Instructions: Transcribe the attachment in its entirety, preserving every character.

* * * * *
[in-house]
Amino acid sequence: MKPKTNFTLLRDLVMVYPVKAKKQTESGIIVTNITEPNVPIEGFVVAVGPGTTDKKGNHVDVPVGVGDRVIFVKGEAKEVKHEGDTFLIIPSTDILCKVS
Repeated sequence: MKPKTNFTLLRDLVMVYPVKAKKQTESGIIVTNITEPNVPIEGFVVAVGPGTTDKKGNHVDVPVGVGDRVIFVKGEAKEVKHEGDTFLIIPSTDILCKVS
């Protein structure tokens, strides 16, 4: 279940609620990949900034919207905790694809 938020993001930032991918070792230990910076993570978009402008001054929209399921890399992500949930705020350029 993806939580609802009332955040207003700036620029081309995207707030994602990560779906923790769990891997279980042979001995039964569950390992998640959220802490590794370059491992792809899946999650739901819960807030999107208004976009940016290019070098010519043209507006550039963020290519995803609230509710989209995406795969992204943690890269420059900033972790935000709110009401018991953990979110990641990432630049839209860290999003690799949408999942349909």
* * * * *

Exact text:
[in-house]
Amino acid sequence: MKPKTNFTLLRDLVMVYPVKAKKQTESGIIVTNITEPNVPIEGFVVAVGPGTTDKKGNHVDVPVGVGDRVIFVKGEAKEVKHEGDTFLIIPSTDILCKVS
Repeated sequence: MKPKTNFTLLRDLVMVYPVKAKKQTESGIIVTNITEPNVPIEGFVVAVGPGTTDKKGNHVDVPVGVGDRVIFVKGEAKEVKHEGDTFLIIPSTDILCKVS
């Protein structure tokens, strides 16, 4: 279940609620990949900034919207905790694809 938020993001930032991918070792230990910076993570978009402008001054929209399921890399992500949930705020350029 993806939580609802009332955040207003700036620029081309995207707030994602990560779906923790769990891997279980042979001995039964569950390992998640959220802490590794370059491992792809899946999650739901819960807030999107208004976009940016290019070098010519043209507006550039963020290519995803609230509710989209995406795969992204943690890269420059900033972790935000709110009401018991953990979110990641990432630049839209860290999003690799949408999942349909």